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upon him in this to be no better than a raven, that watches a weak sheep only to peck out its eyes.—Seneca.

LEISURE.—He hath no leisure, who useth it not.- Old maxin.

LEISURE AND LAZINESS- -Leisure is time for doing some. thing useful: this leisure the diligent man will obtain, but the lazy man never; so that, as poor Richard says, A life of leisure and a life of laziness are two things.Franklin.

LEISURE AND SOLITUDE.—Leisure and solitude are the best effect of riches, because the mother of thought. Both are avoided by most rich men, who seek company and business, which are signs of being weary of themselves.—Sir W. Temple.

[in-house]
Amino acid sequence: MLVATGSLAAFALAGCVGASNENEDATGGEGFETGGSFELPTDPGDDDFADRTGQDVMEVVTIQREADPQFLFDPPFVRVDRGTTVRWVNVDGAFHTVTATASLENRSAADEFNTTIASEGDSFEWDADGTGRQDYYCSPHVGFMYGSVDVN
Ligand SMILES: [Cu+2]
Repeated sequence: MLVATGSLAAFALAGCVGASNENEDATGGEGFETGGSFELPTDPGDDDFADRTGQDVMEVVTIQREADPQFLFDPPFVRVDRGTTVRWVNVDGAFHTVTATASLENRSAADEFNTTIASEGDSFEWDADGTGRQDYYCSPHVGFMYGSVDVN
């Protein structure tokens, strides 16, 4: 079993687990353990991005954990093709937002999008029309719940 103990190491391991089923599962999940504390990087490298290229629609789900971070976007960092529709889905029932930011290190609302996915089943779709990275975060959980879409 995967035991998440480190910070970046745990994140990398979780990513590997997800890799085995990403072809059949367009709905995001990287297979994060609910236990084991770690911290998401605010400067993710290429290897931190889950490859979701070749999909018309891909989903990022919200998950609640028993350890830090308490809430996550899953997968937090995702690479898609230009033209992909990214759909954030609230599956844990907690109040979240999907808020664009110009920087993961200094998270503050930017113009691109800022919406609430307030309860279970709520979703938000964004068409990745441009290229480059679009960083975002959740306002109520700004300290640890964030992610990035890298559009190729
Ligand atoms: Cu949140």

LEISURE HOURS.—There is room enough in human life to crowd almost every art and science in it. If we pass day without a line”—visit no place without the company

of a book-we may with ease fill libraries, or empty them of their contents. The more we do, the more we can do; the more busy we are, the more leisure we have.--Hazlitt.

LEVELLERS.—Those who attempt to level, never equalize. In all societies, consisting of various descriptions of citizens, some description must be uppermost. The levellers, therefore, only change and pervert the natural order of things; they load the edifice of society, by setting up in the air what the solidity of the structure requires to be on the ground. -Burke.